For seven years, Paul Wilborn and Eugenie Bondurant have been working through the Great American Songbook, bringing the Gershwin brothers, Cole Porter, Richard Rodgers and many others to appreciative audiences in the upstairs lobby at American Stage.
This weekend, the husband-and-wife team are back with Poets on Broadway, a tribute to lyricists of the 20’s and 30’s — like Yip Harburg, Ira Gershwin, Lorenz Hart and Johnny Mercer. As usual, Wilborn — once a columnist for the Tampa Bay Times and now executive director of the Palladium — will be on piano and vocals, while Bondurant — a film and TV performer who for many years has taught acting — will be singing and impersonating jazz age personalities like the acerbic Dorothy Parker.
Accompanied on clarinet and other horns by Frank Bowman, the duo will punctuate their songs with commentary and a little theater history. If the show is anything like past efforts, it should be low-key, intimate, and gently sophisticated.
Their new show is a revision of a show first offered several years ago, called “Poets of Tin Pan Alley.” In its present version, says Wilborn, the cabaret offers lyricists from a period that was “the high point of American songwriting ... and we talk about why. These guys didn’t just pop out of nowhere — at that time, you had light verse being published in newspapers and columns. All these guys were getting their stuff published, and so you had this great musical tradition mixed with people who actually knew how to write.”
Wilborn puts each show together, and carefully researches the songs and personalities. “Paul is a student of the American Songbook,” says Bondurant.
“He’s really amassed quite a collection of songwriters, their histories and their biographies.” Recently, says Wilborn, he found all his investigations paying off.
“We just played the Suncoast Jazz Classic, and these are folks who know this material inside and out, they grew up with it. They get together every year…and listen to old jazz and swing jazz and as we did our show, they agreed with all my facts. No-one came up and said I was wrong. ... So I think we’ve at least established our bona fides.” Still, he never lets the researcher in him become more important than the showman. “I try to do it in story form and not just facts,” he insists. “We try to put it into a humorous story context.”
One of the more interesting Wilborn/Bondurant narratives concerns the way this duo met. Wilborn had left the Bay area to work for Associated Press in Los Angeles and was covering the Winona Ryder shoplifting trial in Beverly Hills. After the day’s work, he proceeded to a book release party in Westwood, near UCLA. Meanwhile, Bondurant had been invited to the same party, and had reluctantly decided to put in a brief appearance before she got back to packing up her things and leaving L.A. for her hometown of New Orleans. (After more than a decade, “I’d gotten tired of L.A.,” she says.) Just minutes after getting to the party, Wilborn introduced himself, and “after a few minutes of conversation, I thought ‘what a nice, interesting man,’” says Bondurant. But “I’m moving, not interested in dating, but nice guy — or so it seems, you know, in Los Angeles, you never know.”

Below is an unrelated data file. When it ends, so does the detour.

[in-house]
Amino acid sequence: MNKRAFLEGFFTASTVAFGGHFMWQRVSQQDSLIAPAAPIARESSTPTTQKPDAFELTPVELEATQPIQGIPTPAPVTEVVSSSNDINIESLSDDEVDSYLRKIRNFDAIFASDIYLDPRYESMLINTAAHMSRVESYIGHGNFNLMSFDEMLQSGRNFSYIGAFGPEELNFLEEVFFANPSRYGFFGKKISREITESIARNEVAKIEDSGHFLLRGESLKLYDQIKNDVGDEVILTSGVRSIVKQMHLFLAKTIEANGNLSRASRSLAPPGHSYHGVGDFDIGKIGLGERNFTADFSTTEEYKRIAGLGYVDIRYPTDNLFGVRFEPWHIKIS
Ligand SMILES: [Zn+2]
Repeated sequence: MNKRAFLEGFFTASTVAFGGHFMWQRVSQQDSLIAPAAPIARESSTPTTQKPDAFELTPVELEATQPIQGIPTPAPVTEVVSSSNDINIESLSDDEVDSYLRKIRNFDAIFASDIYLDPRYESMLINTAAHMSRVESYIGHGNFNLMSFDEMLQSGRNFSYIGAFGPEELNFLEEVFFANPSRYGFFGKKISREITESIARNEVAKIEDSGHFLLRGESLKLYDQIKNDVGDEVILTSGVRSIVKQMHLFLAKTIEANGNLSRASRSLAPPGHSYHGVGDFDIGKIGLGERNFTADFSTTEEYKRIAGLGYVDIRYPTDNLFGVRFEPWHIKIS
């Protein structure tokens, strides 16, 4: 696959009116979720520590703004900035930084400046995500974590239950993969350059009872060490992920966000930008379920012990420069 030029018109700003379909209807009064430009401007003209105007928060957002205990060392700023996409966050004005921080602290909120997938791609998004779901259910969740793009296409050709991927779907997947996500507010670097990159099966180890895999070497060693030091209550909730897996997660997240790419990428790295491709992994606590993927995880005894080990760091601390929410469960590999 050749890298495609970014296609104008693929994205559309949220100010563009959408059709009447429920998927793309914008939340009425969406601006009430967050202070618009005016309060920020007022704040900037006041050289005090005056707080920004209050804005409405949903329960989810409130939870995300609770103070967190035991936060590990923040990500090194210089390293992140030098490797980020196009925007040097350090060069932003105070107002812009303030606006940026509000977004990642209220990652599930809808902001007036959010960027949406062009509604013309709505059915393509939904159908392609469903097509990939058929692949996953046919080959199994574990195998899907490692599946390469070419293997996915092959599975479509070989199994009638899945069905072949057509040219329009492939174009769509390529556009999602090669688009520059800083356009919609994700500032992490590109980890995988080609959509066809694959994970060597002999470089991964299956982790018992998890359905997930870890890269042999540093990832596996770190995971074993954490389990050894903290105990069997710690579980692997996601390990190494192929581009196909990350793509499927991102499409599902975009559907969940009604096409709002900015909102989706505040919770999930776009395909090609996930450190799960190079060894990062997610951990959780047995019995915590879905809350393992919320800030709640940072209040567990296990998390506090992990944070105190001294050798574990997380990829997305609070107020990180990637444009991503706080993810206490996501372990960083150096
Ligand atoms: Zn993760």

Wilborn contacted her soon after and had to “jump through a lot of hoops” to prove he was worth the actress’ time. Bondurant left for the Big Easy as planned, but returned a little later because “I had this duplex in L.A. and my downstairs tenant was moving. And I had to be there to renovate the apartment. And it was a mess.” The slow going gave Wilborn all the time he needed — and within a few months, the two were engaged. Then, says Wilborn, “Pam Iorio offered me a job in her administration, and I changed from journalism to the arts.” The move to the Bay area was pleasing to both partners, who found the local arts scene just the change they needed. Now both happy Floridians, Wilborn and Bondurant are enthused to be part of a vibrant arts community.
Which brings us back to “Poets on Broadway.” “Why was this era so great?” Wilborn asks. “Not only did you have the Jewish musical tradition coming with the immigrants, you had the African-American musical tradition from the big cities that added blues to the classic musical tradition of Europe.” Add to these the clever “society verse” of the New York newspapers, and the result was a stunning outpouring of intelligent, sensuous lyrics. Expect to hear about this confluence of inspirations during the show: speaking from the piano bench, Wilborn is both musician and historian, trying between songs to place everything in context. And it works well: I saw Wilborn and Bondurant’s previous American Stage cabaret — about Rodgers and Hart — and gratefully learned a few things (for example, the difference between Lorenz Hart and Oscar Hammerstein) that I may never forget.
I’m guessing that “Poets on Broadway” will be even more interesting — for example, when Bondurant presents Cole Porter’s “Love For Sale” not as a song but as a recitation. Or as Wilborn says, with characteristic modesty, about the 70-minute medley, “You know it has a beginning, middle, and end. So you’re able to do a nice little arc of a show in that time.” A “nice little arc of a show”: that’s what Wilborn and Bondurant offer. Think of it as a friendly guided tour — of the best songwriting this country’s known.